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Teacher To Teacher: Classroom Reform Starts With “The Talk”

Our guest author today is Melissa Halpern, a high school English teacher and Ed.M candidate at the Harvard Graduate School of Education. For the past 9 years, she's been dedicated to making schooling a happier, more engaging experience for a diverse range of students in Palm Beach County, FL.

We teachers often complain, justifiably, that policy makers and even school administrators are too disconnected from the classroom to understand how students learn best. Research is one thing, we claim, but experience is another. As the only adults in the school setting who have ongoing, sustained experience with students, we’re in the best position to understand them—but do we really? Do we understand our students’ educational priorities, turn-ons, anxieties, and bones-to-pick in our classrooms and in the school at large?

The truth is that no amount of research or experience makes us experts on the experiences and perspectives of the unique individuals who inhabit our classrooms. If we want to know what’s going on in their minds, we have to ask. We have to have “the school talk.”

What have students learned that is important to them, and what do they wish they could learn? What makes them feel happy and empowered at school? What makes them feel bored, stressed, or dehumanized?

For the teacher who thinks his job is to deliver content, these questions are irrelevant. For the teacher who is interested in helping students build meaningful relationships with content, they are essential. A recent study, Caring Leadership in Schools, identifies “attentiveness”— paying attention to and understanding people as individuals—as an essential element of caring, which leads to “personal wellbeing and academic success” (Louis, Murphy, & Smylie 2015).

It makes total sense; if we understand our students and their needs, we have a better chance of meeting those needs.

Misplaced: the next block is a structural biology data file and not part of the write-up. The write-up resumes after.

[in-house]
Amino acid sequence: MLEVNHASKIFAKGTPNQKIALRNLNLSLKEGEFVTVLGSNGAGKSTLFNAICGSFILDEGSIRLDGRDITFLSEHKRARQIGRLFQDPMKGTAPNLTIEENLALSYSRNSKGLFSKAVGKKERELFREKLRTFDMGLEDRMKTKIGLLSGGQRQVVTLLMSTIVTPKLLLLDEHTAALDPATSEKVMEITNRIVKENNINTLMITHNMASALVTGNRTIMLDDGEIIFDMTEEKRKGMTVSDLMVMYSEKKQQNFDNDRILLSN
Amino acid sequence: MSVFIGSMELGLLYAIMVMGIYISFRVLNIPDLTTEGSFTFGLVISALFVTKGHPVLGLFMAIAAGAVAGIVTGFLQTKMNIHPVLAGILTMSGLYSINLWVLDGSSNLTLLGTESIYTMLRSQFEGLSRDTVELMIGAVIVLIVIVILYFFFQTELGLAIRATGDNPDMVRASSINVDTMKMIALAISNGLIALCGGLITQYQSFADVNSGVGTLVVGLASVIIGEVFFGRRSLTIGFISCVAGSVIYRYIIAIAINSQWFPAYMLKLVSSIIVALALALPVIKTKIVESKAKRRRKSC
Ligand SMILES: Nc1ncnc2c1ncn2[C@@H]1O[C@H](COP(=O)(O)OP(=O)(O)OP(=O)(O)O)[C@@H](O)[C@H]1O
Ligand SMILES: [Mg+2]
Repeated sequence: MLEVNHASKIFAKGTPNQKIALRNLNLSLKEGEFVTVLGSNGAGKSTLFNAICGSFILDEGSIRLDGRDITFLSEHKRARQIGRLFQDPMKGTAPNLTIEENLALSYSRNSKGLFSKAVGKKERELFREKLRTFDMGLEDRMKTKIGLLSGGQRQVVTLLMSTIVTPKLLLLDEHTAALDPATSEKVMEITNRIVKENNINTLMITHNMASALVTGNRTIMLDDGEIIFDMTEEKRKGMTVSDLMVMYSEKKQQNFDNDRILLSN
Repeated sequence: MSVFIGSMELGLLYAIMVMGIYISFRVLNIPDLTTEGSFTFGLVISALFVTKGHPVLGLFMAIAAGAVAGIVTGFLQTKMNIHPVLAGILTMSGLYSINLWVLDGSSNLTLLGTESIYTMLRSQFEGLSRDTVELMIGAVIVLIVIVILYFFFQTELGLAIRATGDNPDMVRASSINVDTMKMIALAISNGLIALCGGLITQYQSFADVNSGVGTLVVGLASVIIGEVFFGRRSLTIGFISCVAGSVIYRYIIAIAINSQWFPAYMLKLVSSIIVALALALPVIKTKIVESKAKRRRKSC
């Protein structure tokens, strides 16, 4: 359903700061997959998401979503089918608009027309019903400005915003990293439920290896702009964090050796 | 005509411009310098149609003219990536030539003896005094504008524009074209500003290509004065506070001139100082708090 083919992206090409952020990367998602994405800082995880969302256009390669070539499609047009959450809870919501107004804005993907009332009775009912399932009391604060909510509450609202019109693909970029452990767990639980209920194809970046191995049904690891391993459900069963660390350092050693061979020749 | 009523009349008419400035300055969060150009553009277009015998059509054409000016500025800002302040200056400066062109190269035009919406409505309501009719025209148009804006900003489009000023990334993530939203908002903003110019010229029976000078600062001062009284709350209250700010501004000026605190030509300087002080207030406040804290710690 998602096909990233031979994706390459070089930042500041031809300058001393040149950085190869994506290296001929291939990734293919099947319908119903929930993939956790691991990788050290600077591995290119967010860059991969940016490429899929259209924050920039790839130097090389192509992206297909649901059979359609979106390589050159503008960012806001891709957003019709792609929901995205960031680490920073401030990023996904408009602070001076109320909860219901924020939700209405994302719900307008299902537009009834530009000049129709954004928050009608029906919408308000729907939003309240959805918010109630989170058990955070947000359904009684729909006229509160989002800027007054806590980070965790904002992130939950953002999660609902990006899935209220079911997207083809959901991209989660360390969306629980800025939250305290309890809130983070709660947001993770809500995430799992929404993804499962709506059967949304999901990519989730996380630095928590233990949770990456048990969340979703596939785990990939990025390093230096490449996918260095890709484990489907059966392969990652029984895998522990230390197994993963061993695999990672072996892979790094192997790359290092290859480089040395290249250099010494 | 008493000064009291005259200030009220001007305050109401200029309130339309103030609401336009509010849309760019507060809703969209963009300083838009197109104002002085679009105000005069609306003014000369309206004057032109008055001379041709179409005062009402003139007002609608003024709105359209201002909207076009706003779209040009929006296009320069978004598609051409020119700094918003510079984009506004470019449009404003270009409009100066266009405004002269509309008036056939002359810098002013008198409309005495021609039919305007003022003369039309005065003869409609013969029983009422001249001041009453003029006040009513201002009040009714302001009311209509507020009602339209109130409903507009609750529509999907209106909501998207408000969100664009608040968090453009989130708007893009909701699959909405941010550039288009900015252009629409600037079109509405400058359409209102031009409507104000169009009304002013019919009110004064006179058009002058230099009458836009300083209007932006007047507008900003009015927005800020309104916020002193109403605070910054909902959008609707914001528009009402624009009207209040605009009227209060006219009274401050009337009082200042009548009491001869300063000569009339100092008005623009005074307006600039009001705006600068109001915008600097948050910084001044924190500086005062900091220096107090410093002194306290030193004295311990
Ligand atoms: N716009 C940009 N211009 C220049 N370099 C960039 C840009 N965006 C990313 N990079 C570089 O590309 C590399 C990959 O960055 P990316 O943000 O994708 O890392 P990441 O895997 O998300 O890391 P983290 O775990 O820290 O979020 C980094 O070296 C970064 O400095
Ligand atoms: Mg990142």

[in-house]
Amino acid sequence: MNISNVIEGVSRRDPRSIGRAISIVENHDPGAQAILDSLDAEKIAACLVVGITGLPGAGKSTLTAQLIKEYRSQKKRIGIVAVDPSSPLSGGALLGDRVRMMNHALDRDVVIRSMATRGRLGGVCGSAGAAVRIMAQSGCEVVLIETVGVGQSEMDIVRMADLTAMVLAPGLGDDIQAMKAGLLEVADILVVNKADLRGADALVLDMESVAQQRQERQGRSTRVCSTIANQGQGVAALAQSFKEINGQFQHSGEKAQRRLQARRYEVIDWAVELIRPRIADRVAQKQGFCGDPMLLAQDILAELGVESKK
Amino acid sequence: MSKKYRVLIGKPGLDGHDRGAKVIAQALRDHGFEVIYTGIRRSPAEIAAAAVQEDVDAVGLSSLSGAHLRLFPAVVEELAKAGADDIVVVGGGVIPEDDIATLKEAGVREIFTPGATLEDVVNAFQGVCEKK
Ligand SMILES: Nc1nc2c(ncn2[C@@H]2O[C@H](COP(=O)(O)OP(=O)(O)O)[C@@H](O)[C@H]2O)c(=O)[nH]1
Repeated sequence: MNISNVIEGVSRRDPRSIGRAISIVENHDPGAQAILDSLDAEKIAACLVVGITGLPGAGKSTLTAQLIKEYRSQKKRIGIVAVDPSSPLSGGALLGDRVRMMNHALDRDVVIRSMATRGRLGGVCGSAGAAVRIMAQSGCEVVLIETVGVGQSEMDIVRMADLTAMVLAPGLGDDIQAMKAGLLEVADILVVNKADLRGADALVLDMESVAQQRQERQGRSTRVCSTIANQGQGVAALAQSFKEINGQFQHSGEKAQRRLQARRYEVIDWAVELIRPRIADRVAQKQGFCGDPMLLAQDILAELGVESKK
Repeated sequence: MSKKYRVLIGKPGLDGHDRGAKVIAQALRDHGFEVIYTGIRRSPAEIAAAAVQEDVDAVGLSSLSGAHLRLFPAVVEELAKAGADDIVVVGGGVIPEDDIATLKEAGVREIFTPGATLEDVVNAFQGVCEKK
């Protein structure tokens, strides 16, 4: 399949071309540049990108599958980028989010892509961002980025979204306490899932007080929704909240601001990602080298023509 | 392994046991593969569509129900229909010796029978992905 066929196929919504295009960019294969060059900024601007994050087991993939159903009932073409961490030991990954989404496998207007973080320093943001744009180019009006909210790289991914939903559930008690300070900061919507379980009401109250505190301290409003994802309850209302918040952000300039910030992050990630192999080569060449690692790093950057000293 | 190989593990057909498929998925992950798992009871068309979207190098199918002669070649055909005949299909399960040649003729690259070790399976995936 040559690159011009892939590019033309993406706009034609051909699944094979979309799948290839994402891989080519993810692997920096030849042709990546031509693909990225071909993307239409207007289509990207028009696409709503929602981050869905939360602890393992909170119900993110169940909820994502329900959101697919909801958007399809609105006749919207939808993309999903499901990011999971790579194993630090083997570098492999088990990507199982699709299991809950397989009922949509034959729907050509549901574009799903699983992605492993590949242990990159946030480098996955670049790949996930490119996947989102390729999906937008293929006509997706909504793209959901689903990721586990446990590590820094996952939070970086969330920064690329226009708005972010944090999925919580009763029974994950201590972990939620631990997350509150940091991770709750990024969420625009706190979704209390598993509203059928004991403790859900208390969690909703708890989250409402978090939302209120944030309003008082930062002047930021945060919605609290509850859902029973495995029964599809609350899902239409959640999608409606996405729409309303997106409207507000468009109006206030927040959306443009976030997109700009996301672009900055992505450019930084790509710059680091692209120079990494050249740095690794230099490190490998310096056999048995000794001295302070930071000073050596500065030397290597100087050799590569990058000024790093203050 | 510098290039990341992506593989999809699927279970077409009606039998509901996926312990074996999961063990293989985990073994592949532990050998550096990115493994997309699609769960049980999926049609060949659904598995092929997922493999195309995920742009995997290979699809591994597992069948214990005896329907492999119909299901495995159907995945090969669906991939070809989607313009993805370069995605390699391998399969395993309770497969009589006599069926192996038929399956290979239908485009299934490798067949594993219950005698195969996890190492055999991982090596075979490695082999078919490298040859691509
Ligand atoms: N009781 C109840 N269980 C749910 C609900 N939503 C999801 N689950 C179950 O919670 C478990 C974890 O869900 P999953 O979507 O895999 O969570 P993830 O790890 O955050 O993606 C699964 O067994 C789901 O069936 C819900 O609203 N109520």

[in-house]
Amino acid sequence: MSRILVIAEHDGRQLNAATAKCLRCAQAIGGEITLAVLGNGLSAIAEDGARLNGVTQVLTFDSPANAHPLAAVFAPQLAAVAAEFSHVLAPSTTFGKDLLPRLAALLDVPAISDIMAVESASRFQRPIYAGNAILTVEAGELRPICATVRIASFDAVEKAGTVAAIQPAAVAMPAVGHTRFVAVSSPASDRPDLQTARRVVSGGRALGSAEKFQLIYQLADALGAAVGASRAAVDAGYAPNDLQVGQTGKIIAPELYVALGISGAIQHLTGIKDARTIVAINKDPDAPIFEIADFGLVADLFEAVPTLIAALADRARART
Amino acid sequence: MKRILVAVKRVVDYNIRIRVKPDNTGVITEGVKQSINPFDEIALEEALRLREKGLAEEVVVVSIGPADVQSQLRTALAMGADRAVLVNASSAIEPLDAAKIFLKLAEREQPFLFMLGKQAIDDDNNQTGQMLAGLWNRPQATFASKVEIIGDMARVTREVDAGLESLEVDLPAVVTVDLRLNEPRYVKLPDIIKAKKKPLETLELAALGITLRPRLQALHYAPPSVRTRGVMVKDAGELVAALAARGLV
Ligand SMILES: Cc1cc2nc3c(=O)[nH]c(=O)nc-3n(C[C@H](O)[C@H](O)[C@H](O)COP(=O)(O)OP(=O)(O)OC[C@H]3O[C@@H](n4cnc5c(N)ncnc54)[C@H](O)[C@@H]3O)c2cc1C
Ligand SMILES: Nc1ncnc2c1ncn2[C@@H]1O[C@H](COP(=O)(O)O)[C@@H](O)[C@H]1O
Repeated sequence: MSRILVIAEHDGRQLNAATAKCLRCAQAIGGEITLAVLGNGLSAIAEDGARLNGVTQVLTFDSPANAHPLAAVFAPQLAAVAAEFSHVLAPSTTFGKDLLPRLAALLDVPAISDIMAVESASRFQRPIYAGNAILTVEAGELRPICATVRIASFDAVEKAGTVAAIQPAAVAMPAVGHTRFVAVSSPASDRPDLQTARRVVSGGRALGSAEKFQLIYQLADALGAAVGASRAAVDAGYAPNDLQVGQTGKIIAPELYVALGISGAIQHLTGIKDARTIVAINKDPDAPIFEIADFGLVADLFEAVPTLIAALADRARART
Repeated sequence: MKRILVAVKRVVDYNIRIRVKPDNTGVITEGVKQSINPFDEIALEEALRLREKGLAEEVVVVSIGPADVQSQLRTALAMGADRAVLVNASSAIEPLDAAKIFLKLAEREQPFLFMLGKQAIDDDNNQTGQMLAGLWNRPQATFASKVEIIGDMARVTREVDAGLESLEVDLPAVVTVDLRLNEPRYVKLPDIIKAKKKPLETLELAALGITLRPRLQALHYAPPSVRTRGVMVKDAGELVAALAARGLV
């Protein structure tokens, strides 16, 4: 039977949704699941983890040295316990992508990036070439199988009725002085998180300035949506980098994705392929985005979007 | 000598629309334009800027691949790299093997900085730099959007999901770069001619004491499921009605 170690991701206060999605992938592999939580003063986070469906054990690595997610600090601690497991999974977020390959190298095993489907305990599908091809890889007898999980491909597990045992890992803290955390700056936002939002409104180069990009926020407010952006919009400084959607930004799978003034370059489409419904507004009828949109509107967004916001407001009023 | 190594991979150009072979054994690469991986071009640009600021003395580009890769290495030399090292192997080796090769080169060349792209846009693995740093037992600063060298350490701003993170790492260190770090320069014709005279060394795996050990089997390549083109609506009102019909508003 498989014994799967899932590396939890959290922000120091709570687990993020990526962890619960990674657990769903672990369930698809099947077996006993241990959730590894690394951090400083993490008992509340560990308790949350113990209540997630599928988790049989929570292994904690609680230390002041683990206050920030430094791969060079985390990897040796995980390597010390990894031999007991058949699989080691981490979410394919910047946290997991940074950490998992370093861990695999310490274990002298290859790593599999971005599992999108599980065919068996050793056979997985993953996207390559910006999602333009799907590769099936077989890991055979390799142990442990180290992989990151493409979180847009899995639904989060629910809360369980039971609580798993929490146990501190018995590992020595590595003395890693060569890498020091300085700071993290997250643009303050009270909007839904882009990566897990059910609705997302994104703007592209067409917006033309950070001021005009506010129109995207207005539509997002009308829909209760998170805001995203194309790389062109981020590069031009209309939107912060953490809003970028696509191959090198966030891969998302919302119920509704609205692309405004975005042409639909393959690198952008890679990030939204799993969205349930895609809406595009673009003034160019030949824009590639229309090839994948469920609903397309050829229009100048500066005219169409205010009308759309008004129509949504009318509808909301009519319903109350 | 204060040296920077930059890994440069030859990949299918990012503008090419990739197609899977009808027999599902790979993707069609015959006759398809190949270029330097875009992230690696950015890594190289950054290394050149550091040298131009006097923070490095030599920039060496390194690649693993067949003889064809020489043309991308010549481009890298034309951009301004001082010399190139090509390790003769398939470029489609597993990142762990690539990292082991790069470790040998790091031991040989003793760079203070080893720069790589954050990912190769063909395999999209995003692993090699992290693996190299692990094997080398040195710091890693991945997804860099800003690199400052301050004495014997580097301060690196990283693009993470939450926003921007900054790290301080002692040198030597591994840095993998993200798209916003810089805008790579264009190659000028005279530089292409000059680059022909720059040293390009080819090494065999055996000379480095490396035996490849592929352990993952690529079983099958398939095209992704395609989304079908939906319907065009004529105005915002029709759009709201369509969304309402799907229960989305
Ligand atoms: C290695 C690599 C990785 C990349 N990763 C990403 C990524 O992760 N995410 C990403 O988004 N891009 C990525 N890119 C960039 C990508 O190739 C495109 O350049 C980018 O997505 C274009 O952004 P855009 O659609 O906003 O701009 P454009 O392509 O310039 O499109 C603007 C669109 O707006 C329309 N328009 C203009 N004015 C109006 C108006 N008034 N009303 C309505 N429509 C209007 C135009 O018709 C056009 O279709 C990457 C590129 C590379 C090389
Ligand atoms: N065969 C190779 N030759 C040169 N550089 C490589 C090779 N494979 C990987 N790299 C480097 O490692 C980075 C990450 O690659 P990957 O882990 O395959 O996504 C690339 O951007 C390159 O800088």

But “the talk” can be scary. It will likely unveil a swarm of problems, some of them local, others systemic, and few, if any solutions. When I started having these candid conversations with my students, they said a lot of things I didn’t want to hear: “In school I feel like I’m nothing more than a number;” “Nothing I’m learning here is going to help me in life;” “I feel like I’m in prison;” “It’s hard to focus on learning when I’m stressed out about grades;” “I hate ____ (fill in the title of whatever required reading I had enthusiastically selected).”

Initially, hearing these things made me feel helpless. As a teacher, my realm of influence is mostly limited to the classroom, and even there, I work under conditions that are to a large degree beyond my control. But the more I ask and listen, the more I understand the underlying needs revealed by my students’ comments, even if what they say is not always true at face value.

When I ask my students what they have learned that’s important to them, many of them don’t know what to say. (Some, of course, enthusiastically reply, “Nothing!”) The ones who do share usually talk about experiences in music, drama, or journalism, in which the work had been both fun and challenging. They talk about teamwork and the satisfaction of creating an end product, something that required them to leave their comfort zones and figure things out on their own.

When I ask my students what they wish they could learn in school, again, many aren’t sure how to answer. Some wish simply that they could learn how to make things that interest them—everything from jewelry to cars, clothing to cuisine. A common theme that arises is wanting to acquire skills and knowledge required in the “real world,” but they are not sure what those skills are. They want to know how to get a good job, but they haven’t explored what “a good job” means for them, or what career paths might get them there.